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Employment Law

Employment Law Update

Supreme Court Holds Title VII’s Charge-Filing Requirement is Mandatory But Waivable if Not Timely Raised by Employer

By Marty Lemert

          The United States Supreme Court recently issued a decision making it easier for employees to bring Title VII claims directly in court without having to exhaust their charge filing obligations with the Equal Employment Opportunity Commission (EEOC).   In Fort Bend County, Texas v. Davis, the employee filed an EEOC charge against her former employer, Fort Bend County.  Her charge alleged sexual harassment and retaliation for reporting the harassment.  The employee was later fired during the pendency of that charge when she failed to show up to work on a Sunday having gone to a church event instead.  The employee tried to supplement her EEOC charge by noting “religion” on her intake questionnaire with the EEOC, but never amended her actual charge.

After receiving her Right to Sue letter from the EEOC, the employee filed a lawsuit in federal district court, alleging, in part, discrimination on the basis of religion.  After years of litigation over other claims, Fort Bend County asserted for the first time that the district court lacked jurisdiction to adjudicate the religious discrimination claim because the EEOC charge did not specify any religion-based claim.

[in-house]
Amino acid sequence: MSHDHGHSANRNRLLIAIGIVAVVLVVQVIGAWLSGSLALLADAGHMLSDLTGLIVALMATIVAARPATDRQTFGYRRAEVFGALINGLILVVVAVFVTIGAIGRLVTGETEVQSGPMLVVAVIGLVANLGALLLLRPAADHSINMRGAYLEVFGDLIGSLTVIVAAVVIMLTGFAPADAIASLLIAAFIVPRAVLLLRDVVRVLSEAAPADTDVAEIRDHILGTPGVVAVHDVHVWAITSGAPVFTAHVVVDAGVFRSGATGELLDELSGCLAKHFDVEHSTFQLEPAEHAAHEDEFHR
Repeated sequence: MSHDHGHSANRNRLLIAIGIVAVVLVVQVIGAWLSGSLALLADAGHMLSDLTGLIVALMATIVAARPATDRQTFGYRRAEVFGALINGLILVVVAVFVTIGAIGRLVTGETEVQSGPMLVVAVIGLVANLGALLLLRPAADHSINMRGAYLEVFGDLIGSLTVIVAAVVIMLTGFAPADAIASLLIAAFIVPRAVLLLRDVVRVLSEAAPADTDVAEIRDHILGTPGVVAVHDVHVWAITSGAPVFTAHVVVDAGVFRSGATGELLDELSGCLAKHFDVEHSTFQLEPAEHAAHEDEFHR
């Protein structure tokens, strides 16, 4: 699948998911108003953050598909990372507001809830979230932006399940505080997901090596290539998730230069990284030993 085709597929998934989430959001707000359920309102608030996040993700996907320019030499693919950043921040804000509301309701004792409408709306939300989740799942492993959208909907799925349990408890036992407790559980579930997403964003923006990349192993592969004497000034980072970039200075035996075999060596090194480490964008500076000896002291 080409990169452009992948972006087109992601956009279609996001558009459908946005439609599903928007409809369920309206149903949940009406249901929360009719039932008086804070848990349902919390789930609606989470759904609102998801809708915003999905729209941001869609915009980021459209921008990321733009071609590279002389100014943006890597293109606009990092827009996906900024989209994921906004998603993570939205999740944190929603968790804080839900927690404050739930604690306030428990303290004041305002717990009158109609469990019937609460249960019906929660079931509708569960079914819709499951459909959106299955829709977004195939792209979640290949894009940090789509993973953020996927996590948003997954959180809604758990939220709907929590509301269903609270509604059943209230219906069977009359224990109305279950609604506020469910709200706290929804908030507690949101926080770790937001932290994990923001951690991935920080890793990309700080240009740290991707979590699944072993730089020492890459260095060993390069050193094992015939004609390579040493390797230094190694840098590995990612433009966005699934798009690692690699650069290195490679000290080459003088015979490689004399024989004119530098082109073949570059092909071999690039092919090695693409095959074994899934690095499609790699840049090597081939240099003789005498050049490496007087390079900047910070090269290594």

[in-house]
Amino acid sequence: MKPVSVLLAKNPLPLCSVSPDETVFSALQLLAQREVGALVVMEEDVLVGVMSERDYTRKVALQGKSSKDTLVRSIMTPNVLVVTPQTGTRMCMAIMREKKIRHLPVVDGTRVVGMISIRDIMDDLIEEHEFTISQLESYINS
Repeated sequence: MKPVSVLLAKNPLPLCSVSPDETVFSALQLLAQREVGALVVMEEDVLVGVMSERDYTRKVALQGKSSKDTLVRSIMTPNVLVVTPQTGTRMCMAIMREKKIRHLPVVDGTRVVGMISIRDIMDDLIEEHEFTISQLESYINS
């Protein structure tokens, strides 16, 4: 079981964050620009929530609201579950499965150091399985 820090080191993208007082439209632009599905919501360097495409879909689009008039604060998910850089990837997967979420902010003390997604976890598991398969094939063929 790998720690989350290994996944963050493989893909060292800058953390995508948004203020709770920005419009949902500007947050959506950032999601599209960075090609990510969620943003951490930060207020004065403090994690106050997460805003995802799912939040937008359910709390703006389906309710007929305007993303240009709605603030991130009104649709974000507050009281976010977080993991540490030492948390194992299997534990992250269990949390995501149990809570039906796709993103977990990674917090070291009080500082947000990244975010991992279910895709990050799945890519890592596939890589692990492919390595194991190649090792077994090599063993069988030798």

The federal district court agreed and dismissed on jurisdictional grounds.  The Fifth Circuit Court of Appeals reversed, finding that the charge filing requirement is a prerequisite to suit, but not jurisdictional in nature.  In a unanimous decision, the Supreme Court agreed with the Fifth Circuit.

The Supreme Court found that the charge filing requirement in Title VII is a claim processing rule that does require parties to file charges prior to litigation, but it is not a jurisdictional bar to suit.  Thus, if an employer fails to promptly raise the issue of deficiencies in the charge filing process, it waives them.

For employers who are facing EEOC charges and subsequent litigation over those charges, it is critical to review the adequacy of the charge, including the types of discrimination alleged, to assess whether or not there are any challenges to the adequacy of the charge filing and to assert those as defenses to the litigation at the initial pleading stage.

In short, it is very important for employers who are sued under Title VII, or similar statutes that require administrative charge filing as a prerequisite to suit, to consult with experienced legal counsel and assess early on whether to raise a defense or seek dismissal due to deficiencies in the charge filing requirement.